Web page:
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Preparation for planting optimised

Preparation for planting optimised

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Published by: henpets on Mar 19, 2011
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11/23/2013

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Preparation for planting
Soils
The physical condition of a soilis very important to any gardeneras it will largely determine howmuch work is involved in growingplants, vegetables, ornamentalsand lawns. The chemical condi
-
tion of a soil is important too, butit is generally
easier
to add morefertiliser than to change thephysical structure.Sandy soils have a large pro
-
portion of larger soil particlescompared to clay soils. They aretherefore well aerated and draineasily but they require more fre
-
quent watering. Sandy soils areeasier to dig and are thereforecalled
"
light
"
soils. Becausesandy soils are composed of largernarticles they do not retain plant
ltrients
as well as soils composedfiner particles. Therefore theye easily leached by water drain
-
ing downwards. Sandy soilsusually require more fertiliserapplied at frequent intervals.Clay soils are composed of fineparticles which mean that theyhave smaller pores for aeration butthey retain water and plant
ltrients
better than sandy soils.lay soils are termed heavy
be-
use they are more difficult toltivate, they become sticky whenwet and hard when dry.The proportions of sand, siltand clay in
a
soil will determineits texture. Loams are inter
-
mediate in texture and generallyideal for growing plants of allkinds. When moistened, claysoils can
be
squeezed into
a
ribbonby hand while soils with a fairsand content will crumble andfeel gritty.
Organic matter
Plants and animals, after they die,are constantly being broken downin the soil. Billions
o
micro
-
organisms in the soil use organicmatter as food and they, in turn,release valuable nutrient elementswhich can be taken up by plantroots.
As
a
source of plant foodorganic manures are not as im
-
portant as
inorgmic
fertilisers, butit is the soil humus, the cementwhich holds tiny clay particlestogether, which is vital to theformation of well structured soils.Humus holds clay, silt and finesand particles together to formcrumbs of soil. Larger pore spacesform between the soil crumbswhich improve soil drainage andaeration.Heavy clay soils which havegood physical structure normallycontain high levels
o
organicmatter and calcium. These bothhelp to bind the clay particles intoaggregates, which improves aera
-
tion and drainage. Roots can moveinto the soil and take in nutrientelements held by both the clayparticles and the organic matter.The humus particles, like the clayparticles, are very small and arealso able to hold plant nutrientson their surface.In sandy soils organic matterplays an important part in retain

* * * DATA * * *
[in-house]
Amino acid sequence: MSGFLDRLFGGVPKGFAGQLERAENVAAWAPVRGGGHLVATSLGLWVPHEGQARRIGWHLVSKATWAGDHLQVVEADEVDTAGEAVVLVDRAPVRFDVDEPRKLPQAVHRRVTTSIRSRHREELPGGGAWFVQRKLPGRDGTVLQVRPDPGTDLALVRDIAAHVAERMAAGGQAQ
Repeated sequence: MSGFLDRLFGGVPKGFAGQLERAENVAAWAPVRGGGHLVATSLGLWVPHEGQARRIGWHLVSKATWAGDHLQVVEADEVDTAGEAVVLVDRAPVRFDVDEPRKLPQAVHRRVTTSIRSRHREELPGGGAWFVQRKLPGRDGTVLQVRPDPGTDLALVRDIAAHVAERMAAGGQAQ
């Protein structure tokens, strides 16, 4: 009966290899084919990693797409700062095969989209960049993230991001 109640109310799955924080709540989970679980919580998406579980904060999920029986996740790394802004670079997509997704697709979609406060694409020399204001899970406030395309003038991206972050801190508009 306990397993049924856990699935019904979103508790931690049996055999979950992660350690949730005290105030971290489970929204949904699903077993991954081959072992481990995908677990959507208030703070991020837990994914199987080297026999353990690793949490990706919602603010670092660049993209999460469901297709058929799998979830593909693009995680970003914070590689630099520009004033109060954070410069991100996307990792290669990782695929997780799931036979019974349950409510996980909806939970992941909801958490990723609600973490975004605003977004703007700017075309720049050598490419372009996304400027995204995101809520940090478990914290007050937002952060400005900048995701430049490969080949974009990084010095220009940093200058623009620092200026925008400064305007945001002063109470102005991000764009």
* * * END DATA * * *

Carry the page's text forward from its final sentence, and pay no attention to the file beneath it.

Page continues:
-
ing both soil moisture and soilnutrients. Sandy soils which con
-
tain little organic matter are 'easilyleached, and dry out rapidly.Organic matter decomposes atdifferent rates, depending on theamount of fibre in the material,the type of soil, the soil tempera
-
ture, and the soil moisture. Inlight sandy soils, alkaline soils, andsoils which are under continuouscultivation, the rate of decomposi
-
tion is faster than in heavy soilsand in acid soils. Cultivation
in
-
creases soil aeration and hastensthe oxidation of organic matter.Decomposition is also faster athigher soil temperatures.
Digging
the
garden
Digging breaks up the soil and im
-
proves drainage, aeration and rootpenetration. Vegetable roots aredeeper than many people realise(page
3
3)
and heavy or compactedsubsoils will restrict root develop
-
ment, and growth generally will bepoor.Manures and other organicmatter can also be incorporatedwith lower soil layers. This ineffect will deepen the surface soil.When digging do not bring sub
-
soil to the surface.
 
Plaiiz
digging.
There are three principalmethods of digging a bed priorto preparing for seeding or plant
-
ing.1.
Plain
Digging
-
This is suf 
-
ficient on light, well drained soils,or soils which have been deeplydug during the last two or threeyears. All beds for annual cropsshould be dug over each year. Itis important that each spit be com
-
pletely reversed. Insert the spadevertically, not at an angle, andturn the spit over with a quick turn of the wrist. Never dig whenthe ground is sodden. Compostor manure can then be spread onthe soil surface.
2.
Double Digging
-
This is themethod most commonly used tobreak up land which has not beenpreviously cultivated, or to im
-
prove heavy subsoils. There is
Double
digging.
little to be gained by double dig
-
ging sandy soils unless the subsoilis heavy. The soil is worked to adepth of two spits of the spade,the practice is also called half trenching or bastard trenching.Heavier soils should be double dugevery two to three years. Thefirst spit is removed and taken tothe other side of the plot then thesecond spit is forked up and com